The case of the stolen elephant tusks has been solved. Sort of.
The Express called for information after a Dominion Post story last week mentioned that an elephant tusk was stolen from Marlborough in 1992.
Marlborough Sounds bone carver Norm Clark phoned to say the tusk belonged to him and was stolen from him twice.
The first time one of a pair of tusks was taken from an art gallery in Rai Valley in 1992, it ended up buried at the Kapiti home of convicted drug dealer Jack Webber, 49, also known as "Island Jack" and now presumed drowned.
The tusk was among items found by police at the property several years later and Mr Clark went to Porirua police station to identify the tusk and take it back.
The second time was in 1997 when tenants of a house he was renting out in Renwick had taken antiques from a shed on the property and sold them.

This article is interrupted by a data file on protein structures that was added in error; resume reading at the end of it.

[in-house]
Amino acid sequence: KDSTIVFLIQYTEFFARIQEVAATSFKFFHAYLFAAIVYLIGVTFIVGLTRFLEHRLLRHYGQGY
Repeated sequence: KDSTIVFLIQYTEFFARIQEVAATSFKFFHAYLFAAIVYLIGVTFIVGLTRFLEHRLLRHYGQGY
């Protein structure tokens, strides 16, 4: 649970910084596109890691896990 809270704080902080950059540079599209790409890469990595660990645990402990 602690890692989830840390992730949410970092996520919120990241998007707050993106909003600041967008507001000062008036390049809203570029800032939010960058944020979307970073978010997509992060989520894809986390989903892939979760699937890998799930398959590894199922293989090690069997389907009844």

The items included the pair of tusks along with whale teeth, jaw bones and other antiques belonging to his father and grandfather. None of the items were recovered, he said.
Police raided the house of a man who was thought to have taken the items, but they could not get a search warrant for another house where Mr Clark thought the tusks would be stashed. He had not seen the tusks since.
The tusks were mentioned in an article about an upcoming inquest on December 19 into the deaths of Webber and his friend Hamish Kronfield.
The pair went missing in May 1999 when their boat overturned near Passage Rocks, off the eastern side of Kapiti Island.
The article said police dug from the lawn a 40-kilogram elephant tusk, one of a pair stolen in 1992 from a Marlborough art gallery.
Chief coroner's office spokesman Steve Corbett said the inquest was one of several that were part of a joint initiative by the chief coroner and the police missing persons unit to review older files to check whether there was any new information and wrap them up.
- The Marlborough Express
Have you ever been prescribed antidepressants?Related story: More seek help for depression